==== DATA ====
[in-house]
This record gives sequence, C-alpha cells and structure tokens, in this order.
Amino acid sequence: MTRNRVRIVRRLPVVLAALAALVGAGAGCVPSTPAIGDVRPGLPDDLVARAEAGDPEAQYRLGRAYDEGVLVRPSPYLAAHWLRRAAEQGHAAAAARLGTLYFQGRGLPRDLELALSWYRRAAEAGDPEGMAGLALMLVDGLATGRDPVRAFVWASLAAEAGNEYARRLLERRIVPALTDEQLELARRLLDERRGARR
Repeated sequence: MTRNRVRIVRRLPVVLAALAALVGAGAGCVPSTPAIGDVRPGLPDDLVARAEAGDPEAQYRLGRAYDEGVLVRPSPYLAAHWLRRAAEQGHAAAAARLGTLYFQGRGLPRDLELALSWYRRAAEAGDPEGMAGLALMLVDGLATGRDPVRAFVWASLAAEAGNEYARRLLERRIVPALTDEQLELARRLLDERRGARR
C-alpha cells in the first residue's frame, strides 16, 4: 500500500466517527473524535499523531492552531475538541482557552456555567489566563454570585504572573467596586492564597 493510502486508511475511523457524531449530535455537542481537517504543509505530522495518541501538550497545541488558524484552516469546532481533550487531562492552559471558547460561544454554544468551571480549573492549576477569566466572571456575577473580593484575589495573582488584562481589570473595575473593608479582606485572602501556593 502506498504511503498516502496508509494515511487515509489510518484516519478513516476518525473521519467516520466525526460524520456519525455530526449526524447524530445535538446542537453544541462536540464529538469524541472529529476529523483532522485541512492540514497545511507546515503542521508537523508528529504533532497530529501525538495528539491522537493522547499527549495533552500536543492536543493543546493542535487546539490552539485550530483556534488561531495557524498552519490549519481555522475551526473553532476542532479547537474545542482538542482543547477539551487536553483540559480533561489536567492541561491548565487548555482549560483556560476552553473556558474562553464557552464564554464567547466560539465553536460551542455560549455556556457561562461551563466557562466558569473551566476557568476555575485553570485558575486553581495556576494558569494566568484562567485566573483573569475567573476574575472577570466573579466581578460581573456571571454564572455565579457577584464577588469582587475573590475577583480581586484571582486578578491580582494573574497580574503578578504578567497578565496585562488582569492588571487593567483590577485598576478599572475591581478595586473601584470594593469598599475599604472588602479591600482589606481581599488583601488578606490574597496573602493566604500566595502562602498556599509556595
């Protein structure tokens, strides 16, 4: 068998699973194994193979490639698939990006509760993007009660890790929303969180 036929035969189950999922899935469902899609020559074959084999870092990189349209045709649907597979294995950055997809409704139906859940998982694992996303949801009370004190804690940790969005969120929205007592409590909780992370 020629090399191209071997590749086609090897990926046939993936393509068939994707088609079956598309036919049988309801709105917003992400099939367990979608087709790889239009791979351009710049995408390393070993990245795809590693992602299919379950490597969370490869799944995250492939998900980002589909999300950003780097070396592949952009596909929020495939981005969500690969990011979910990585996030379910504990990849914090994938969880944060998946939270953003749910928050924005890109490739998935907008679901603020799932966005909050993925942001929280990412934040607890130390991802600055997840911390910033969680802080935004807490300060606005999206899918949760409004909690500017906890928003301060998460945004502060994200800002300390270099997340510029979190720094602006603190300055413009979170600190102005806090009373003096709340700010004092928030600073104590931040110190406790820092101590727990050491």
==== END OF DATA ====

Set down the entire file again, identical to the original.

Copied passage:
[in-house]
This record gives sequence, C-alpha cells and structure tokens, in this order.
Amino acid sequence: MTRNRVRIVRRLPVVLAALAALVGAGAGCVPSTPAIGDVRPGLPDDLVARAEAGDPEAQYRLGRAYDEGVLVRPSPYLAAHWLRRAAEQGHAAAAARLGTLYFQGRGLPRDLELALSWYRRAAEAGDPEGMAGLALMLVDGLATGRDPVRAFVWASLAAEAGNEYARRLLERRIVPALTDEQLELARRLLDERRGARR
Repeated sequence: MTRNRVRIVRRLPVVLAALAALVGAGAGCVPSTPAIGDVRPGLPDDLVARAEAGDPEAQYRLGRAYDEGVLVRPSPYLAAHWLRRAAEQGHAAAAARLGTLYFQGRGLPRDLELALSWYRRAAEAGDPEGMAGLALMLVDGLATGRDPVRAFVWASLAAEAGNEYARRLLERRIVPALTDEQLELARRLLDERRGARR
C-alpha cells in the first residue's frame, strides 16, 4: 500500500466517527473524535499523531492552531475538541482557552456555567489566563454570585504572573467596586492564597 493510502486508511475511523457524531449530535455537542481537517504543509505530522495518541501538550497545541488558524484552516469546532481533550487531562492552559471558547460561544454554544468551571480549573492549576477569566466572571456575577473580593484575589495573582488584562481589570473595575473593608479582606485572602501556593 502506498504511503498516502496508509494515511487515509489510518484516519478513516476518525473521519467516520466525526460524520456519525455530526449526524447524530445535538446542537453544541462536540464529538469524541472529529476529523483532522485541512492540514497545511507546515503542521508537523508528529504533532497530529501525538495528539491522537493522547499527549495533552500536543492536543493543546493542535487546539490552539485550530483556534488561531495557524498552519490549519481555522475551526473553532476542532479547537474545542482538542482543547477539551487536553483540559480533561489536567492541561491548565487548555482549560483556560476552553473556558474562553464557552464564554464567547466560539465553536460551542455560549455556556457561562461551563466557562466558569473551566476557568476555575485553570485558575486553581495556576494558569494566568484562567485566573483573569475567573476574575472577570466573579466581578460581573456571571454564572455565579457577584464577588469582587475573590475577583480581586484571582486578578491580582494573574497580574503578578504578567497578565496585562488582569492588571487593567483590577485598576478599572475591581478595586473601584470594593469598599475599604472588602479591600482589606481581599488583601488578606490574597496573602493566604500566595502562602498556599509556595
């Protein structure tokens, strides 16, 4: 068998699973194994193979490639698939990006509760993007009660890790929303969180 036929035969189950999922899935469902899609020559074959084999870092990189349209045709649907597979294995950055997809409704139906859940998982694992996303949801009370004190804690940790969005969120929205007592409590909780992370 020629090399191209071997590749086609090897990926046939993936393509068939994707088609079956598309036919049988309801709105917003992400099939367990979608087709790889239009791979351009710049995408390393070993990245795809590693992602299919379950490597969370490869799944995250492939998900980002589909999300950003780097070396592949952009596909929020495939981005969500690969990011979910990585996030379910504990990849914090994938969880944060998946939270953003749910928050924005890109490739998935907008679901603020799932966005909050993925942001929280990412934040607890130390991802600055997840911390910033969680802080935004807490300060606005999206899918949760409004909690500017906890928003301060998460945004502060994200800002300390270099997340510029979190720094602006603190300055413009979170600190102005806090009373003096709340700010004092928030600073104590931040110190406790820092101590727990050491």